ATC Manufacturing and the federal Tech Hub grant are getting a regional spotlight that may lead to significant industry gains.
The Pacific Northwest is known for aerospace manufacturing due to Boeing’s imprint on the region over a century ago. Hundreds of aerospace manufacturers within the supply chain in commercial aerospace, space, drone, and electric vertical take-off and landing (eVTOL) aircraft are in the region. Therefore, applying for the Tech Hub designation through the federal government’s Economic Development Administration (EDA) sounds like a natural fit.
After all, we have the workforce and educational infrastructure in place. Yet, following a few rough years with the pandemic and regulatory approval of Boeing aircraft, there were layoffs, and the aerospace economy has been unsettled.
This impacted both larger tier 1 Boeing suppliers and had a trickle effect on smaller machine shops in the area. However, this region is resilient. When the EDA released the opportunity for regions across the U.S. to partner and apply to become designees for the Tech Hub, the greater Spokane and Coeur d’Alene regions, spreading across what is known as the I-90 aerospace corridor, jumped in with both feet.
With Gonzaga and others leading the charge in phase 1 and strong partnerships across the region, the area has been awarded as a designee for the American Aerospace Materials Manufacturing Tech Hub. The consortium is preparing to apply for phase 2 by February 2024. There are nearly 50 partners: education, government, energy, manufacturing, tribal, economic development, and labor.
“Designated Tech Hubs are now eligible to apply for the next phase of the Tech Hubs Program that will invest $50-$75 million in each of 5-10 Designated Hubs.” (eda.gov)
Spotlight on aerospace composites manufacturing
Aircraft parts are traditionally made from titanium, aluminum, and thermosetting composites for strength and resilience. However, the volume of aircraft orders is ticking up post-pandemic. With the ramp-up, there is a drive for readily available raw materials and stronger, resilient, lightweight aircraft parts that can be manufactured at higher rates, lower costs, and are recyclable.
According to ATC Manufacturing in Post Falls, Idaho, that material is advanced thermoplastic composites. Currently used in structural applications in aircraft, the material will become more central to commercial aerospace manufacturing.
Jacob Bonwell, CEO of ATC Manufacturing, said that the Tech Hub funding if awarded would be like having a “testbed” of aerospace composites in the region. While in Post Falls, he cited that they are “a stone’s throw from Spokane Valley, where many organizations are focused on aerospace. We want to build our relationships with our colleagues in the region. We are building something special here. ATC is working heavily on its workforce development pipelines.”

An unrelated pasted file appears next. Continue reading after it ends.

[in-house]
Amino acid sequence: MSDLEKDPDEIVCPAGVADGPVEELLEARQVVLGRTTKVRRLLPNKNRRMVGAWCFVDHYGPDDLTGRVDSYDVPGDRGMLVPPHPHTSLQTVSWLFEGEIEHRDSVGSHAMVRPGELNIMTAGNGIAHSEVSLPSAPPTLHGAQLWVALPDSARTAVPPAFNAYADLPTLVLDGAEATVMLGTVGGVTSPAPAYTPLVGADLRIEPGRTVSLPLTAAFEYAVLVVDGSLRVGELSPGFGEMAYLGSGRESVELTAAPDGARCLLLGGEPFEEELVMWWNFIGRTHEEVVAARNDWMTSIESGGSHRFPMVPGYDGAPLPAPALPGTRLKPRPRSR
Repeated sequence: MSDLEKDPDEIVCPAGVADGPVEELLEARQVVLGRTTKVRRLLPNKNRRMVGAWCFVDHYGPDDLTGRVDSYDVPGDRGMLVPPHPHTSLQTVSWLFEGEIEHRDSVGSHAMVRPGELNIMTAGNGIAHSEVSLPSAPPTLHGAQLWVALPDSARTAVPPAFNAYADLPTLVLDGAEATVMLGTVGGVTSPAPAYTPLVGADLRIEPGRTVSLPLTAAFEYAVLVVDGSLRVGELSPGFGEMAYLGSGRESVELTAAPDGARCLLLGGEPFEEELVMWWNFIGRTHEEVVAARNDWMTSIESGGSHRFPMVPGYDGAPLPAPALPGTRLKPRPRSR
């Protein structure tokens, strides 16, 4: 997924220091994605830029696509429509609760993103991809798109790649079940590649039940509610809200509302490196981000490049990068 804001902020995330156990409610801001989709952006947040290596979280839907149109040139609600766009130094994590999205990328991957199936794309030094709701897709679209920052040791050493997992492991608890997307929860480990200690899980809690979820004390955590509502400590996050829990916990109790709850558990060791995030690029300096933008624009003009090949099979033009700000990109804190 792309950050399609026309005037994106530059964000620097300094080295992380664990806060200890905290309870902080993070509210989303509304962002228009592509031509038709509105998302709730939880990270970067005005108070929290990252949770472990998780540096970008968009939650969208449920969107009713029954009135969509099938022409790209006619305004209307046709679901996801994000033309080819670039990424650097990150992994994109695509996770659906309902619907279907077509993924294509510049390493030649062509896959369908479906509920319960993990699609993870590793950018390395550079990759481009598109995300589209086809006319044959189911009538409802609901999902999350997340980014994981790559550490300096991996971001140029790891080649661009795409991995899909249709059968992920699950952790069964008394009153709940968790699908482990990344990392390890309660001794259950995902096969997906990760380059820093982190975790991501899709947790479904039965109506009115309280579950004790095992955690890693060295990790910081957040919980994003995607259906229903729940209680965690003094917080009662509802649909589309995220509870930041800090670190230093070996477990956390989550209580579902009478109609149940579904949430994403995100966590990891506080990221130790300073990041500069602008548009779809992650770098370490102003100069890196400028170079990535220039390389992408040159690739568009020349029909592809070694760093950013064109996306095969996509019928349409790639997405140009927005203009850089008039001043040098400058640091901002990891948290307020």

He spoke about how trades have become a dying breed, but with the opportunities for commercial airline manufacturing rapidly ticking up, “We need to build it back up.”
He noted that the work is here, and as Boeing plans to increase monthly manufacturing volumes, he wants to be prepared. “Local[ML1] supply chain and economic development organizations are ready for growth; they are having these conversations. The growth is coming.” He said he’s been in the area for a long time and has seen it change. He said city leaders are “ecstatic” about the possible Tech Hub coming here.
According to the EDA website, “The American Aerospace Materials Manufacturing Tech Hub, led by Gonzaga University, aims to develop new domestic supply chains to meet the immediate demand for high-rate production of advanced composite aerostructures in defense and commercial markets. This Tech Hub will build on its established aerospace foundation, relationships among its research institutions and private sector, and existing and growing labor market to meet the strong and growing demand for the materials that will enable more — and more sustainable — air travel. By pursuing a testbed facility to prove high-rate methods thermoplastic composites, this Tech Hub seeks to become a global leader in making the ribs, beams, doors, and more critical to the next generation of lightweight aircraft.”